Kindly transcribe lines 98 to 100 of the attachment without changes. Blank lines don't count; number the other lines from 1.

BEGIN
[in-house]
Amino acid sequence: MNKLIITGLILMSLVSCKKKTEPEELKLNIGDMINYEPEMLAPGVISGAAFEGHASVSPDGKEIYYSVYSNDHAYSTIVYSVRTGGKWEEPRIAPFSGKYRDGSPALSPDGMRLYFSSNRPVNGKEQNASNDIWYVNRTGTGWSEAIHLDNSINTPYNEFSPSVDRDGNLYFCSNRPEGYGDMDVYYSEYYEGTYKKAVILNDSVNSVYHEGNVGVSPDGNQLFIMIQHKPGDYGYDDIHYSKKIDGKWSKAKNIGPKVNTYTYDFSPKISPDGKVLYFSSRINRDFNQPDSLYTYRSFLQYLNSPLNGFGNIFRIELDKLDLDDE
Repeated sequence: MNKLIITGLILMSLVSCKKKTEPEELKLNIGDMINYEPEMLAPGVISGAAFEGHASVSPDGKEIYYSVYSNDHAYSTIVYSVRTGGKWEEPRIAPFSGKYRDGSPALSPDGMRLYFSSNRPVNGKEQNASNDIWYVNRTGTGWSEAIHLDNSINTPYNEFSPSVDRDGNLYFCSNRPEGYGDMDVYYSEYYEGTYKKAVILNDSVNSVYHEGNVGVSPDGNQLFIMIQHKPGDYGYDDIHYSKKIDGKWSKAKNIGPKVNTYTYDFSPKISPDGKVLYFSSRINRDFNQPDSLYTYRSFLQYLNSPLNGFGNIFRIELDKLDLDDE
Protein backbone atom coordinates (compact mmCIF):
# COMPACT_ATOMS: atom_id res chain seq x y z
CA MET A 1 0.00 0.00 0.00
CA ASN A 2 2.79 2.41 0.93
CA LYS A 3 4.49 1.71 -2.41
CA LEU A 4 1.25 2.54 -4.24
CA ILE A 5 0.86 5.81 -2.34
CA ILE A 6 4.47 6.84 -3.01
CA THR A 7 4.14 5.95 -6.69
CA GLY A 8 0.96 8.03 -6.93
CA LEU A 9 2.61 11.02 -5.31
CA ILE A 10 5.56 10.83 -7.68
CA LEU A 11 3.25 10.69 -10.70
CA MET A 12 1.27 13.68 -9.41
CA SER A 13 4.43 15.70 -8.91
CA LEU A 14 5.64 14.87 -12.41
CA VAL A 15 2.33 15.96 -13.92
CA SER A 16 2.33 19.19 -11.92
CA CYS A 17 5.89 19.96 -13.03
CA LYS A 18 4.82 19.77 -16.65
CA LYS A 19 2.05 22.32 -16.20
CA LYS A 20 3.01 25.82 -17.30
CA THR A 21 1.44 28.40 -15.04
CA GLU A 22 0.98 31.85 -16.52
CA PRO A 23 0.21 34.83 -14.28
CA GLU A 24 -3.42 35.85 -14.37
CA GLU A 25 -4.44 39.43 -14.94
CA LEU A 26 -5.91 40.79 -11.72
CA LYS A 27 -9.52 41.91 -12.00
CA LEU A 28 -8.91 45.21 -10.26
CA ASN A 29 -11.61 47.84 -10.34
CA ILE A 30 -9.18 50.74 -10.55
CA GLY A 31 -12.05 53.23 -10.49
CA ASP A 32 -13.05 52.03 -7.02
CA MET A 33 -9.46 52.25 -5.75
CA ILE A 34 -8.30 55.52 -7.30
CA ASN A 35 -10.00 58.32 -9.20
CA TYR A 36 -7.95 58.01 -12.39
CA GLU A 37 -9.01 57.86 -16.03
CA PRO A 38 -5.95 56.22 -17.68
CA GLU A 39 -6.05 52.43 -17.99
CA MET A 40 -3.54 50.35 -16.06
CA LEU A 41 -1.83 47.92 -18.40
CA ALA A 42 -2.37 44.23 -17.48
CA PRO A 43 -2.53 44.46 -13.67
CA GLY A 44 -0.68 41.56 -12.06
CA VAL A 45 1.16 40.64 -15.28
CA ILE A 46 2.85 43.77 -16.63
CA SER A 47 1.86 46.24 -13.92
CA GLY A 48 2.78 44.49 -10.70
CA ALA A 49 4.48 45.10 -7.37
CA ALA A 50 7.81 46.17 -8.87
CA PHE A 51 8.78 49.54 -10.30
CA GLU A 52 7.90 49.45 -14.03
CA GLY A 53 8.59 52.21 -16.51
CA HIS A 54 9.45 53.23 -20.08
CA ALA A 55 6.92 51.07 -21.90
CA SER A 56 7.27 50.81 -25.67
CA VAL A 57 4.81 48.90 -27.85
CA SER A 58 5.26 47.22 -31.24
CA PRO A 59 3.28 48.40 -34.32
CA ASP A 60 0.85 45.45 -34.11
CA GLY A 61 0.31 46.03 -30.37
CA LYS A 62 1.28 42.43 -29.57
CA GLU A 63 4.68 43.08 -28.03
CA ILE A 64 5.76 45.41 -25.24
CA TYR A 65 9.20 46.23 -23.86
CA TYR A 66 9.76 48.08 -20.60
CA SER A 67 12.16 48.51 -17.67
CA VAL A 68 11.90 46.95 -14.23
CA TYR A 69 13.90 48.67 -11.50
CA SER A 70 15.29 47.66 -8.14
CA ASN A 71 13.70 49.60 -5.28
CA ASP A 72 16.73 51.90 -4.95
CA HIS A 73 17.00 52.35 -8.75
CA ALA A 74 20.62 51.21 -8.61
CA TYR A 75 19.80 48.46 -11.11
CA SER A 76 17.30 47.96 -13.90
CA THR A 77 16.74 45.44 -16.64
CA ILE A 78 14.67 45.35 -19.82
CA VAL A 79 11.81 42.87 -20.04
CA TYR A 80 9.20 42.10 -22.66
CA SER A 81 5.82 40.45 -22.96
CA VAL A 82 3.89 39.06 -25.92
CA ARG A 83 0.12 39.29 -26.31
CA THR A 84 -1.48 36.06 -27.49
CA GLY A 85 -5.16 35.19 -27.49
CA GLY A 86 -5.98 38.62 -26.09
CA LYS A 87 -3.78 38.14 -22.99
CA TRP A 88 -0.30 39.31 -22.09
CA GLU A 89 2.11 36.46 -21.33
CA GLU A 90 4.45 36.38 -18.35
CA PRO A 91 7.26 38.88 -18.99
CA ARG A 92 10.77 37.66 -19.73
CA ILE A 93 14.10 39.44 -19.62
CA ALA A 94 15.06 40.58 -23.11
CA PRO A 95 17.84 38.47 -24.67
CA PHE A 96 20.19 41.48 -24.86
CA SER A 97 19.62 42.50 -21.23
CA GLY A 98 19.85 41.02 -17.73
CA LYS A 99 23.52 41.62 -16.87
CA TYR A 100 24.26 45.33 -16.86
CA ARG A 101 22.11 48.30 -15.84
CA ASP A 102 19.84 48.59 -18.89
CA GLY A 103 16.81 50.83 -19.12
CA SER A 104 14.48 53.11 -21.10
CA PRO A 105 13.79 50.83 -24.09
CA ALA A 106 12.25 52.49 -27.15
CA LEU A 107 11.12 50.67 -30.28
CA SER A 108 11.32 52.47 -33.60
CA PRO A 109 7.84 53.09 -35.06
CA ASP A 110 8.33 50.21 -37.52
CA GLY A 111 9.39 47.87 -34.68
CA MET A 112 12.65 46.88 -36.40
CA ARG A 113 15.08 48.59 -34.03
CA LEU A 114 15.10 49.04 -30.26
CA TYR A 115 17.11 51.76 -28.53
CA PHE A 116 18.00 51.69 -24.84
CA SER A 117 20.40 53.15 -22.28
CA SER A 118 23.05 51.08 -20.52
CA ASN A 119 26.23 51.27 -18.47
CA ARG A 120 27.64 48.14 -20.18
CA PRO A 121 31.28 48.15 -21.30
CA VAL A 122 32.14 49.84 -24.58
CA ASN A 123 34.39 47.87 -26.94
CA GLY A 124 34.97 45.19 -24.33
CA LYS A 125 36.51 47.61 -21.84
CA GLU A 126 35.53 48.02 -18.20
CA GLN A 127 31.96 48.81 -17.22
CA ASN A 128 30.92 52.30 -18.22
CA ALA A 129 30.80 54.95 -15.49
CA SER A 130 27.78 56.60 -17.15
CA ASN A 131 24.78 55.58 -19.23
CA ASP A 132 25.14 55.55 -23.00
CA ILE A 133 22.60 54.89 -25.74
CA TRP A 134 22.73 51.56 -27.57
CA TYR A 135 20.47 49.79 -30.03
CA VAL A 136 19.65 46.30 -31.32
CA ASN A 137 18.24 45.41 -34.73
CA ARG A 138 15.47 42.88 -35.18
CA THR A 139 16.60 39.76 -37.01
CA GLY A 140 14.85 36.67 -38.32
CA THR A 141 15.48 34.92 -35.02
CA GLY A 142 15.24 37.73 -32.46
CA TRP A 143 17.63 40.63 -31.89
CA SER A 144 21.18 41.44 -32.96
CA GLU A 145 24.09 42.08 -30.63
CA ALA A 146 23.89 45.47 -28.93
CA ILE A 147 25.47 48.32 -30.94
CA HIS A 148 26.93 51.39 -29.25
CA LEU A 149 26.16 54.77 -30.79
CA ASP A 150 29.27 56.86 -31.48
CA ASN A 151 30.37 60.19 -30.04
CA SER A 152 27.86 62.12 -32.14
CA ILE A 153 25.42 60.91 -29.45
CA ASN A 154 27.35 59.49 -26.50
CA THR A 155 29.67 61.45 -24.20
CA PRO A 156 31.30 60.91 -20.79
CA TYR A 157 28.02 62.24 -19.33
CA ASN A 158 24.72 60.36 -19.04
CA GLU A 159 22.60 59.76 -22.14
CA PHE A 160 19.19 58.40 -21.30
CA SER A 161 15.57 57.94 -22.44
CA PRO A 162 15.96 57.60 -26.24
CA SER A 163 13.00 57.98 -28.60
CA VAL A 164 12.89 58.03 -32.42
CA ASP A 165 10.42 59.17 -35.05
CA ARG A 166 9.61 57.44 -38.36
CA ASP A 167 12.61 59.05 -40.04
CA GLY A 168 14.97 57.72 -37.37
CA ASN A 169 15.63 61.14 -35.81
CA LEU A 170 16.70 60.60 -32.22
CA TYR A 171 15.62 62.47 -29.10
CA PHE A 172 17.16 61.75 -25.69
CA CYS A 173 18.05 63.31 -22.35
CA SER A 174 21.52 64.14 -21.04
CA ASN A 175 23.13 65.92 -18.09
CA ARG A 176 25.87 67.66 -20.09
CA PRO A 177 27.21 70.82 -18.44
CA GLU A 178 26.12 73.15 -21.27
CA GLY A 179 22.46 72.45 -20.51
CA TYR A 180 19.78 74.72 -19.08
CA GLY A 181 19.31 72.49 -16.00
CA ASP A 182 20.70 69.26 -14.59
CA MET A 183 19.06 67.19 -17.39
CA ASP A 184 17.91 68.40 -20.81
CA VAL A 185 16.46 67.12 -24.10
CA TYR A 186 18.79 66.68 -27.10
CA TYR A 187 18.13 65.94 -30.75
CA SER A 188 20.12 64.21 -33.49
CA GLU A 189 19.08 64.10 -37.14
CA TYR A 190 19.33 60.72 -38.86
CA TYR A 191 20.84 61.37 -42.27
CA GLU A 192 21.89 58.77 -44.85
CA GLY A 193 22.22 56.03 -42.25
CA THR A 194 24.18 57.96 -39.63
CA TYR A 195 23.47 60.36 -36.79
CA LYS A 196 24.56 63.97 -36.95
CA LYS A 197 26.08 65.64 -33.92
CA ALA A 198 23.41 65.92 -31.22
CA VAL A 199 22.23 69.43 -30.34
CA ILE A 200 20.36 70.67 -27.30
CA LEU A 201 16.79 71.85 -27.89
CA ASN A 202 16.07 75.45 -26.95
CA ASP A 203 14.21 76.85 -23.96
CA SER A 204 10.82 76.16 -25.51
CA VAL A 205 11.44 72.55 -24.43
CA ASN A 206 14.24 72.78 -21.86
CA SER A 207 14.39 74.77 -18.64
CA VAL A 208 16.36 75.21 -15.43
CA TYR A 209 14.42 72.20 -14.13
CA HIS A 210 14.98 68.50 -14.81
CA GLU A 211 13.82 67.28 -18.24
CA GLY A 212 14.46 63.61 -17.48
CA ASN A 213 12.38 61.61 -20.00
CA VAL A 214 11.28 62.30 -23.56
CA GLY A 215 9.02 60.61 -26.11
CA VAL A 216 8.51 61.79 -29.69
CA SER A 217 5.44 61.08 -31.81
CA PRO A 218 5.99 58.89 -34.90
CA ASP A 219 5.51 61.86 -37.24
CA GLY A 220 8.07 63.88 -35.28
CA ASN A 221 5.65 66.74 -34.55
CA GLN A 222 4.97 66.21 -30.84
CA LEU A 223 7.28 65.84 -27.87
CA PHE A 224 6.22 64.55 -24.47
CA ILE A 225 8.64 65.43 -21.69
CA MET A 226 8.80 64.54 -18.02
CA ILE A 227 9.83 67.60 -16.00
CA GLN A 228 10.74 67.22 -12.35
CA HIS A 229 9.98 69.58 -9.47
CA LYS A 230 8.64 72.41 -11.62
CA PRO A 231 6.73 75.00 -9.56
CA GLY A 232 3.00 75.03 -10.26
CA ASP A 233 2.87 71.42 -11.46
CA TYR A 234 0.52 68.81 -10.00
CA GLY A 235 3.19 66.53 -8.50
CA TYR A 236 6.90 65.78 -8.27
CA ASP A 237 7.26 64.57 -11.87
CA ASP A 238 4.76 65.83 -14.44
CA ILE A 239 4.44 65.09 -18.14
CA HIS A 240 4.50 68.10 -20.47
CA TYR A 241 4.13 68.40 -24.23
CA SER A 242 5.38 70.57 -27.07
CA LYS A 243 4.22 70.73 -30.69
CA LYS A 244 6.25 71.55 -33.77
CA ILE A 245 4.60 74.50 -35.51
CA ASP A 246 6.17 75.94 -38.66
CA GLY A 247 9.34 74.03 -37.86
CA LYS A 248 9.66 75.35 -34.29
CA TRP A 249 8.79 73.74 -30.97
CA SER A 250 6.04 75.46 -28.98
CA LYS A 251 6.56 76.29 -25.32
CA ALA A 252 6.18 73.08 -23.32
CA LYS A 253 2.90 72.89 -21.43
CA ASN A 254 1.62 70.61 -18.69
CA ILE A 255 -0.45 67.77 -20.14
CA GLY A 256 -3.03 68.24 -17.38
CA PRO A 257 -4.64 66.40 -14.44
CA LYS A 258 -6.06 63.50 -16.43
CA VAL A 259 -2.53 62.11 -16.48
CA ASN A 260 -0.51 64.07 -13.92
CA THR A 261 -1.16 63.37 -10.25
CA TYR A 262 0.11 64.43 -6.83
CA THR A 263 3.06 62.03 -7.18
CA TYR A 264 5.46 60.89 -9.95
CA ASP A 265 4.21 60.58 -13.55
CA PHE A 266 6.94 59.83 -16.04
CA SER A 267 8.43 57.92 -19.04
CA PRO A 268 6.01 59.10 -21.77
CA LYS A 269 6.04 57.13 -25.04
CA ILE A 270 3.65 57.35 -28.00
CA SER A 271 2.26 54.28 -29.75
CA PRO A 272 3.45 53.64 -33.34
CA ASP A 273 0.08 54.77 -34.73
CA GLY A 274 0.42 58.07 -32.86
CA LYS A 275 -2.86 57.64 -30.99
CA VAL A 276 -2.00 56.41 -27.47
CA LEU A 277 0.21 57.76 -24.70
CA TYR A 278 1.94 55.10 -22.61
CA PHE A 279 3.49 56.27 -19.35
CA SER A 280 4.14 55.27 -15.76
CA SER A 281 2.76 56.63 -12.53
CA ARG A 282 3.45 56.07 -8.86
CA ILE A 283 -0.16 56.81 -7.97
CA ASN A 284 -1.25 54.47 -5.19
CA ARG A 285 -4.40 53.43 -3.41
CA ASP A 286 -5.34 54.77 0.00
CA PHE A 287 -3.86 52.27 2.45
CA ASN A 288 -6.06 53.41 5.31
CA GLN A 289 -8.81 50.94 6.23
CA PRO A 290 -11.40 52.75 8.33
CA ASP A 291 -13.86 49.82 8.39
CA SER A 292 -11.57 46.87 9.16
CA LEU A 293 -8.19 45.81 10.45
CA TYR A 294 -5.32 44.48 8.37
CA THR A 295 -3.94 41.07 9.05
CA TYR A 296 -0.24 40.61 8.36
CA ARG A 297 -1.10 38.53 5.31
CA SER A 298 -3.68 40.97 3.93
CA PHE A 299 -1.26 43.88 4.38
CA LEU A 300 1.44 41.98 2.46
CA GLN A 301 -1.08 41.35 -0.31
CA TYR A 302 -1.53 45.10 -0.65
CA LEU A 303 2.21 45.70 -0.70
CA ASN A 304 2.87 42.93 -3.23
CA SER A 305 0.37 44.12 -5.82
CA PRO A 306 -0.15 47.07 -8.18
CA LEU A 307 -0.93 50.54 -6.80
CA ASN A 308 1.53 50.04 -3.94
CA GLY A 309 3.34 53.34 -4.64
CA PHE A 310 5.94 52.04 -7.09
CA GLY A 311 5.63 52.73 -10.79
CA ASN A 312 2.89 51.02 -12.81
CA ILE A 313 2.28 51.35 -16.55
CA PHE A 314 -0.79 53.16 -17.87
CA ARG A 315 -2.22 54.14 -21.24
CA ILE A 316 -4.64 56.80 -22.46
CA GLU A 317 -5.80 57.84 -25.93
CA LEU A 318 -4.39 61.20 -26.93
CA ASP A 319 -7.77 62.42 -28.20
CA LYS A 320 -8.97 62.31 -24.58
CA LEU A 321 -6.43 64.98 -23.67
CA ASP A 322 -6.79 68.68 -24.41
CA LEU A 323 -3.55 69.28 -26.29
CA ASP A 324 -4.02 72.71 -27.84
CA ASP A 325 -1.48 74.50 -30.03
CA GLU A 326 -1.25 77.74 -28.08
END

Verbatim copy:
CA ILE A 93 14.10 39.44 -19.62
CA ALA A 94 15.06 40.58 -23.11
CA PRO A 95 17.84 38.47 -24.67